tended facts. "Tactics" pertains to handling an army in the field; "strategy" projects the campaign, and directs the movement of the armies. "Tactics" fights the battle; "strategy" teaches when and where to fight it, and under what conditions. It remained for the master-mind of Napoleon to apply the doctrine of "long chances" to war; that is, so to arrange and plan his campaign that if of ten battles he should lose seven, yet the results of the three gained would be such as to give him the campaign. The campaign ending at Marengo is an instance in point. While Napoleon was preparing to cross the Alps, Massena held Genoa with an obstinate valor that immortalized his name, with the view of detaining the Austrians in that corner of Italy, until the Grand Army should have gained their rear. This was accomplished, and the French troops were so disposed along the only route between the Alps and the Apennines by which Melas could retreat, that he would require to win six battles to get through, whereas the loss of one was ruin. That one he lost at Marengo. Therefore, when the English historian, Alison, wrote that the charge of Kellermann at Marengo "placed the crown on Napoleon's head," he showed a want of appreciation of the military situation, since the gain of that battle and four others would not have saved Melas from destruction if he had lost the sixth.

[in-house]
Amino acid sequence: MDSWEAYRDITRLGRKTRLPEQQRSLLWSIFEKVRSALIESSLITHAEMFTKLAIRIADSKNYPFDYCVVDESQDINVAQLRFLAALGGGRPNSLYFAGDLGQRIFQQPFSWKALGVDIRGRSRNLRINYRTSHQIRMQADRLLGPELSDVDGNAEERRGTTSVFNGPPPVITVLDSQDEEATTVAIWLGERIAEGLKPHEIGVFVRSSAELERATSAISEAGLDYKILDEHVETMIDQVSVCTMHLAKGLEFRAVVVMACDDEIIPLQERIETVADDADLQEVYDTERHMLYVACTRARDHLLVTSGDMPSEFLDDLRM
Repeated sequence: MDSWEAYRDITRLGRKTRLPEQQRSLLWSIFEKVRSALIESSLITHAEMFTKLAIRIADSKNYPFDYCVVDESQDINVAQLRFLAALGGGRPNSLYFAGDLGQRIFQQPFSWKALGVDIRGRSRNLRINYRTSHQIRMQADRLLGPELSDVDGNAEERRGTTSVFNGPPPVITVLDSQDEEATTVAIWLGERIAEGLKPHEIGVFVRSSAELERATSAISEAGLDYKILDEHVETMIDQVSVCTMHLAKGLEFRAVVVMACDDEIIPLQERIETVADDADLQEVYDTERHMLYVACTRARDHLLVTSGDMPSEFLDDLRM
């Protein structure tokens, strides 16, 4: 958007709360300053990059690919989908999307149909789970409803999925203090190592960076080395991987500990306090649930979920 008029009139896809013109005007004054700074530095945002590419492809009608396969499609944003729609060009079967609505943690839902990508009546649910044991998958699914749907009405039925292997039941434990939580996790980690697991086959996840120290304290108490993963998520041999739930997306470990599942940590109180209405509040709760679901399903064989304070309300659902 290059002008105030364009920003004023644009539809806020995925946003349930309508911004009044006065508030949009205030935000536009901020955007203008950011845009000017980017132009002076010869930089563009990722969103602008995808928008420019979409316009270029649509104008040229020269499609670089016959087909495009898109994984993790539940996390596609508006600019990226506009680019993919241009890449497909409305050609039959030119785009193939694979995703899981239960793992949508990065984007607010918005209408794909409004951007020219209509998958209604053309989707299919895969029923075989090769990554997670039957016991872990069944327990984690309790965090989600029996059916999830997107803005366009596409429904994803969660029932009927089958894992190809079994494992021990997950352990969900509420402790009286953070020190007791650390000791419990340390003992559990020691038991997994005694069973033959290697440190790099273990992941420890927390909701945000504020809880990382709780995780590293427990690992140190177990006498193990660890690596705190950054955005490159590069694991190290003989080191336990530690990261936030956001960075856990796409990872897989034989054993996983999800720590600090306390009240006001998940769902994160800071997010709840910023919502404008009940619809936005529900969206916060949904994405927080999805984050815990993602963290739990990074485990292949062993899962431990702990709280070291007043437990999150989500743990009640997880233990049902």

It is a remarkable fact that in the history of the world there have been but about fifteen battles which drew atter them such consequences as decided a war. Such a battle was Austerlitz, which was the result of masterly "strategic" movements which brought the Allies to fight at that place, and of consummate "tactical" skill which utterly destroyed them in the field. When Napoleon sat on his horse that misty morning, surrounded by his generals, with his cold gray eyes fixed with grim satisfaction on the movements of the Allied generals, as with presumptuous fatuity they marched their troops by the flank, from left to right, he quietly restrained the ardor of his lieutenants by admonishing them "never to interrupt an enemy while he was making a mistake." "If," said he, "you stop him now, it will be an ordinary battle; let him complete his movement, and we shall destroy him." The result was, that before the glorious "sun of Austerlitz" had set, the Allied centre was taken, and the victory won. This was but a repetition of what had occurred years before on a smaller scale, on the plateau of Rivoli. An Austrian force had there passed to the left and rear of the French, who looked uneasily over their shoulders at what they thought a danger. "Those people are ours," said the young commander; "we will take them at our leisure." The unerring sagacity with which the required blow was discerned, and the celerity and vigor with which it was delivered, astounded slike friend and foe. When shut up in Mantun, with the immense Austrian armies approaching, Napoleon did not dig and "work i' the earth," but sallied out, chose his battle-field, made the bridge of Arcole famous while the world stands, destroyed his enemies, and returned in triumph. Nevertheless, the ablest generals said he had no plan, and was fighting by hazard. Thus, when the army invaded Spain, and was stopped before the pass of the Somosierra, a steep acclivity, at the top of which the